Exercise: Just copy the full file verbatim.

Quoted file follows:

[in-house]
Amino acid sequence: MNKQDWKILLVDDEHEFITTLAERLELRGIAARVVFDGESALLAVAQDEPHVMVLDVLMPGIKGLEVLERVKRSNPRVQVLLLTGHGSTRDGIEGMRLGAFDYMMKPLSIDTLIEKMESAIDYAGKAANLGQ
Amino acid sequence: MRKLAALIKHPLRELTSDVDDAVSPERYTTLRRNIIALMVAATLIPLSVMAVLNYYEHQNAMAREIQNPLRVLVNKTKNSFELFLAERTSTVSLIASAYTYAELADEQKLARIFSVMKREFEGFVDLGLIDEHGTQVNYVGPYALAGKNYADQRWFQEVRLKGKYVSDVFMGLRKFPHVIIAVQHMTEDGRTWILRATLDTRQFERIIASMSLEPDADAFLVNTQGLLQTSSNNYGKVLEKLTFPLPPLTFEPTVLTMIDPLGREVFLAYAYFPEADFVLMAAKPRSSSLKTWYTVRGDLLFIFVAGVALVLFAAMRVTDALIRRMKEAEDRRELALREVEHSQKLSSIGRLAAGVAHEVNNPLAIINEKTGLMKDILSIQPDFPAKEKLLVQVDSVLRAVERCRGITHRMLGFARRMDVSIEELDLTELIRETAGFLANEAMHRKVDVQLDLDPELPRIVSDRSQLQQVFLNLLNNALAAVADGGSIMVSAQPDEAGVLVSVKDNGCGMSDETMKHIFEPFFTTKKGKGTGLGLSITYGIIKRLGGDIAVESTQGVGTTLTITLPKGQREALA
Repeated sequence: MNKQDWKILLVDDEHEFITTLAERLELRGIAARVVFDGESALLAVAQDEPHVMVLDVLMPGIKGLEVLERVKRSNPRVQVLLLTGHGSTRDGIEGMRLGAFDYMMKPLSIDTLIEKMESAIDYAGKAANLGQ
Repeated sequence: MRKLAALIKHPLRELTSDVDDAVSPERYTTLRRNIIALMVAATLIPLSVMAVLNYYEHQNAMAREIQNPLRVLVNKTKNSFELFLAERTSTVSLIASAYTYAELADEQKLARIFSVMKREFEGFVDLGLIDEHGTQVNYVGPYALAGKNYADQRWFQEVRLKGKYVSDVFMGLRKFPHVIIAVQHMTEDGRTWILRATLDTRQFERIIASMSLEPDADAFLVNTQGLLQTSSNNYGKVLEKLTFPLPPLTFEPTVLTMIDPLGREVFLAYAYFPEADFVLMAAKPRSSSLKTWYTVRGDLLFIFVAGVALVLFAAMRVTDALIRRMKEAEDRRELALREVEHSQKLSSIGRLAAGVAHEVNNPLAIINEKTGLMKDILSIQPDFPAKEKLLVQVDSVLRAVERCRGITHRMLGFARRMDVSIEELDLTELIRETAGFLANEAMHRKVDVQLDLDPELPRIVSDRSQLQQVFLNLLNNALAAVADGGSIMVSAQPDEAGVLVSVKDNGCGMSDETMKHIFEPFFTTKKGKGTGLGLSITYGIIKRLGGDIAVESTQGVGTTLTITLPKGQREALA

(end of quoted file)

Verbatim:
[in-house]
Amino acid sequence: MNKQDWKILLVDDEHEFITTLAERLELRGIAARVVFDGESALLAVAQDEPHVMVLDVLMPGIKGLEVLERVKRSNPRVQVLLLTGHGSTRDGIEGMRLGAFDYMMKPLSIDTLIEKMESAIDYAGKAANLGQ
Amino acid sequence: MRKLAALIKHPLRELTSDVDDAVSPERYTTLRRNIIALMVAATLIPLSVMAVLNYYEHQNAMAREIQNPLRVLVNKTKNSFELFLAERTSTVSLIASAYTYAELADEQKLARIFSVMKREFEGFVDLGLIDEHGTQVNYVGPYALAGKNYADQRWFQEVRLKGKYVSDVFMGLRKFPHVIIAVQHMTEDGRTWILRATLDTRQFERIIASMSLEPDADAFLVNTQGLLQTSSNNYGKVLEKLTFPLPPLTFEPTVLTMIDPLGREVFLAYAYFPEADFVLMAAKPRSSSLKTWYTVRGDLLFIFVAGVALVLFAAMRVTDALIRRMKEAEDRRELALREVEHSQKLSSIGRLAAGVAHEVNNPLAIINEKTGLMKDILSIQPDFPAKEKLLVQVDSVLRAVERCRGITHRMLGFARRMDVSIEELDLTELIRETAGFLANEAMHRKVDVQLDLDPELPRIVSDRSQLQQVFLNLLNNALAAVADGGSIMVSAQPDEAGVLVSVKDNGCGMSDETMKHIFEPFFTTKKGKGTGLGLSITYGIIKRLGGDIAVESTQGVGTTLTITLPKGQREALA
Repeated sequence: MNKQDWKILLVDDEHEFITTLAERLELRGIAARVVFDGESALLAVAQDEPHVMVLDVLMPGIKGLEVLERVKRSNPRVQVLLLTGHGSTRDGIEGMRLGAFDYMMKPLSIDTLIEKMESAIDYAGKAANLGQ
Repeated sequence: MRKLAALIKHPLRELTSDVDDAVSPERYTTLRRNIIALMVAATLIPLSVMAVLNYYEHQNAMAREIQNPLRVLVNKTKNSFELFLAERTSTVSLIASAYTYAELADEQKLARIFSVMKREFEGFVDLGLIDEHGTQVNYVGPYALAGKNYADQRWFQEVRLKGKYVSDVFMGLRKFPHVIIAVQHMTEDGRTWILRATLDTRQFERIIASMSLEPDADAFLVNTQGLLQTSSNNYGKVLEKLTFPLPPLTFEPTVLTMIDPLGREVFLAYAYFPEADFVLMAAKPRSSSLKTWYTVRGDLLFIFVAGVALVLFAAMRVTDALIRRMKEAEDRRELALREVEHSQKLSSIGRLAAGVAHEVNNPLAIINEKTGLMKDILSIQPDFPAKEKLLVQVDSVLRAVERCRGITHRMLGFARRMDVSIEELDLTELIRETAGFLANEAMHRKVDVQLDLDPELPRIVSDRSQLQQVFLNLLNNALAAVADGGSIMVSAQPDEAGVLVSVKDNGCGMSDETMKHIFEPFFTTKKGKGTGLGLSITYGIIKRLGGDIAVESTQGVGTTLTITLPKGQREALA